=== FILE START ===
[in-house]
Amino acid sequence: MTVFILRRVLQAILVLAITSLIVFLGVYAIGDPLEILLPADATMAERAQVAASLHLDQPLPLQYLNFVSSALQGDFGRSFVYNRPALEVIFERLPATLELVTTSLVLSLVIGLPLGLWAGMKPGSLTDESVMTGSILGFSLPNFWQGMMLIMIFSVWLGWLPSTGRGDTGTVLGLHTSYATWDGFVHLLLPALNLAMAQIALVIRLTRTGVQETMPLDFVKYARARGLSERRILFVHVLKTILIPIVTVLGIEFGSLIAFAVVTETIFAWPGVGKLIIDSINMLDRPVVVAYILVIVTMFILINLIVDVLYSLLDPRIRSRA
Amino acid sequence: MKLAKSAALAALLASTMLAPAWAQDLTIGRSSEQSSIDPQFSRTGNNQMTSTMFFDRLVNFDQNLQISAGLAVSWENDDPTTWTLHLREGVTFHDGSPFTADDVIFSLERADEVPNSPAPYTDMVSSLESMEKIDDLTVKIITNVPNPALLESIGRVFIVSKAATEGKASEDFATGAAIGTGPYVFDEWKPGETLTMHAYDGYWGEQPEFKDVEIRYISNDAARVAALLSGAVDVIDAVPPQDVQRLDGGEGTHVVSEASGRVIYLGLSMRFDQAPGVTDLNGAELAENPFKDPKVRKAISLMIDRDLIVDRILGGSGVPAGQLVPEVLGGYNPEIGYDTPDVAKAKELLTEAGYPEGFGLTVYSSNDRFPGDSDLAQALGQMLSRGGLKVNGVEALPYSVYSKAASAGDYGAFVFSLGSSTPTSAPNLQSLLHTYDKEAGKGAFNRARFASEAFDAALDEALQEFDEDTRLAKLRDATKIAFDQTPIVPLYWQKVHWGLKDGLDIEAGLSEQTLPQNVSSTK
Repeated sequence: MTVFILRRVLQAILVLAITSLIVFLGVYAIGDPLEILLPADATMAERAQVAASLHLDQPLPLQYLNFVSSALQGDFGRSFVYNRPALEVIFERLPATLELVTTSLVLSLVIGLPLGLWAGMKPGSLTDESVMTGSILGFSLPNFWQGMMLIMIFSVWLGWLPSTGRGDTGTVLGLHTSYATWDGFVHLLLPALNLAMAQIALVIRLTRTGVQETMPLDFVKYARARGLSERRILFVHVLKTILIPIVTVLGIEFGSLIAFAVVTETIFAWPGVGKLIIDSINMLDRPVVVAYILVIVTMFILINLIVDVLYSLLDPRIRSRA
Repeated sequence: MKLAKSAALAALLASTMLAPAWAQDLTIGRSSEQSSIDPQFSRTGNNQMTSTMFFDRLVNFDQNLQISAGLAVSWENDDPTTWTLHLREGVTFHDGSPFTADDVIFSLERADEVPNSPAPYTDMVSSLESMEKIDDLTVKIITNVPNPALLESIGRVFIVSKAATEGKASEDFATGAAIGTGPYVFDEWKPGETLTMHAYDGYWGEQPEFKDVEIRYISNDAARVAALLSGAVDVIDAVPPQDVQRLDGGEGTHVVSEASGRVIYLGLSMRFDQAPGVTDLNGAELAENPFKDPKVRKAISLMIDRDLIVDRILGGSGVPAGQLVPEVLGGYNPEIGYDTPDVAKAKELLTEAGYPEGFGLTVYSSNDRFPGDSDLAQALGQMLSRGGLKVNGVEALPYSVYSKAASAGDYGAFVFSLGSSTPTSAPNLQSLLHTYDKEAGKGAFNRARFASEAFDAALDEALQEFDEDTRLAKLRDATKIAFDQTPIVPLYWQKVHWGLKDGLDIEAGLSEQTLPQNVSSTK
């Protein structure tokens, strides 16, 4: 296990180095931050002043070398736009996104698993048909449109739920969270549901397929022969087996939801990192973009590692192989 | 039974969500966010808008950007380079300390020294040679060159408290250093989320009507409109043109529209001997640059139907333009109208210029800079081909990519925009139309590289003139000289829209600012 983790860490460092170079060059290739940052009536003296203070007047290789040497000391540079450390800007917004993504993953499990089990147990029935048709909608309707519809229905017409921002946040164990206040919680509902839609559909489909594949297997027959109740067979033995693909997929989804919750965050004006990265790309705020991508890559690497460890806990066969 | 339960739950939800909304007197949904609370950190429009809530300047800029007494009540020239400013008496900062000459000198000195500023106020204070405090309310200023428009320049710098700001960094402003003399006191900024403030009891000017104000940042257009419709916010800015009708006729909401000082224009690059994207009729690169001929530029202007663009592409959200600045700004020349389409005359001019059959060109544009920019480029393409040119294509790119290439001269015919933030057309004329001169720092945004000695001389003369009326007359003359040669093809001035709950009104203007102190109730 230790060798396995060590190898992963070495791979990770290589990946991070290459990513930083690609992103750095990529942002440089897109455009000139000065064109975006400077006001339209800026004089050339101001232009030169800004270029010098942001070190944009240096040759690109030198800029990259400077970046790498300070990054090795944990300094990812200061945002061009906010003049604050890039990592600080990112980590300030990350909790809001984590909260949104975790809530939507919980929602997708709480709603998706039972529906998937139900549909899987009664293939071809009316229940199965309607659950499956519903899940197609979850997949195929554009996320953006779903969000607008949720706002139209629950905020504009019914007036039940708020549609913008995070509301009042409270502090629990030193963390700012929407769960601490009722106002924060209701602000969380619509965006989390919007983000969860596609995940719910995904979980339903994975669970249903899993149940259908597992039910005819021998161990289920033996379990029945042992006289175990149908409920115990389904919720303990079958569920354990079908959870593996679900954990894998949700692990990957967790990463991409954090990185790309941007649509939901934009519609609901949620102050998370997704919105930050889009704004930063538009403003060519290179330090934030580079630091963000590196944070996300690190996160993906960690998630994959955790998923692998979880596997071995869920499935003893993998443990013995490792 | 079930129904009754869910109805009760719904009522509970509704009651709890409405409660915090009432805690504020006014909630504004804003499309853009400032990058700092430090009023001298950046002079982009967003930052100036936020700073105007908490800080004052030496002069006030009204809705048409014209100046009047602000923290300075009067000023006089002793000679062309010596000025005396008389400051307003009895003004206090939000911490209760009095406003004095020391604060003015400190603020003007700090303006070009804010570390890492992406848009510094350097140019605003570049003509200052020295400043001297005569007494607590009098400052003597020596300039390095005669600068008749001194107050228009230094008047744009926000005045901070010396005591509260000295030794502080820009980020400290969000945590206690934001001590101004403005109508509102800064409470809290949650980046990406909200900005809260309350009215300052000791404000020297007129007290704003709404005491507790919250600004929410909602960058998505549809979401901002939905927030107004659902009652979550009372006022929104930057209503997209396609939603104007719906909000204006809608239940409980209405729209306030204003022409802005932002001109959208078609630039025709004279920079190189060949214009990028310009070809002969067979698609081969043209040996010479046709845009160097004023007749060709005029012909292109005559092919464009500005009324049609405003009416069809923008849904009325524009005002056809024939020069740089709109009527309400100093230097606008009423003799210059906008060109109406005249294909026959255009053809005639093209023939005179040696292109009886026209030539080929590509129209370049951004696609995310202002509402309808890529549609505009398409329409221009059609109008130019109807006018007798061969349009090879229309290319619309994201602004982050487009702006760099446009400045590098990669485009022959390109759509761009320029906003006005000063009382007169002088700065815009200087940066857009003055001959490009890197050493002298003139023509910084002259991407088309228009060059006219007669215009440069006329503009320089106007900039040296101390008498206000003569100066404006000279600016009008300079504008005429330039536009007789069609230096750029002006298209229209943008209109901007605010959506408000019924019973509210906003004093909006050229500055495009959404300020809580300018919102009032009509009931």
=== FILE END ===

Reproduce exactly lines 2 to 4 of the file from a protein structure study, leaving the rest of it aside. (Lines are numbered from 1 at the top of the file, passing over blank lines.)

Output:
Amino acid sequence: MTVFILRRVLQAILVLAITSLIVFLGVYAIGDPLEILLPADATMAERAQVAASLHLDQPLPLQYLNFVSSALQGDFGRSFVYNRPALEVIFERLPATLELVTTSLVLSLVIGLPLGLWAGMKPGSLTDESVMTGSILGFSLPNFWQGMMLIMIFSVWLGWLPSTGRGDTGTVLGLHTSYATWDGFVHLLLPALNLAMAQIALVIRLTRTGVQETMPLDFVKYARARGLSERRILFVHVLKTILIPIVTVLGIEFGSLIAFAVVTETIFAWPGVGKLIIDSINMLDRPVVVAYILVIVTMFILINLIVDVLYSLLDPRIRSRA
Amino acid sequence: MKLAKSAALAALLASTMLAPAWAQDLTIGRSSEQSSIDPQFSRTGNNQMTSTMFFDRLVNFDQNLQISAGLAVSWENDDPTTWTLHLREGVTFHDGSPFTADDVIFSLERADEVPNSPAPYTDMVSSLESMEKIDDLTVKIITNVPNPALLESIGRVFIVSKAATEGKASEDFATGAAIGTGPYVFDEWKPGETLTMHAYDGYWGEQPEFKDVEIRYISNDAARVAALLSGAVDVIDAVPPQDVQRLDGGEGTHVVSEASGRVIYLGLSMRFDQAPGVTDLNGAELAENPFKDPKVRKAISLMIDRDLIVDRILGGSGVPAGQLVPEVLGGYNPEIGYDTPDVAKAKELLTEAGYPEGFGLTVYSSNDRFPGDSDLAQALGQMLSRGGLKVNGVEALPYSVYSKAASAGDYGAFVFSLGSSTPTSAPNLQSLLHTYDKEAGKGAFNRARFASEAFDAALDEALQEFDEDTRLAKLRDATKIAFDQTPIVPLYWQKVHWGLKDGLDIEAGLSEQTLPQNVSSTK
Repeated sequence: MTVFILRRVLQAILVLAITSLIVFLGVYAIGDPLEILLPADATMAERAQVAASLHLDQPLPLQYLNFVSSALQGDFGRSFVYNRPALEVIFERLPATLELVTTSLVLSLVIGLPLGLWAGMKPGSLTDESVMTGSILGFSLPNFWQGMMLIMIFSVWLGWLPSTGRGDTGTVLGLHTSYATWDGFVHLLLPALNLAMAQIALVIRLTRTGVQETMPLDFVKYARARGLSERRILFVHVLKTILIPIVTVLGIEFGSLIAFAVVTETIFAWPGVGKLIIDSINMLDRPVVVAYILVIVTMFILINLIVDVLYSLLDPRIRSRA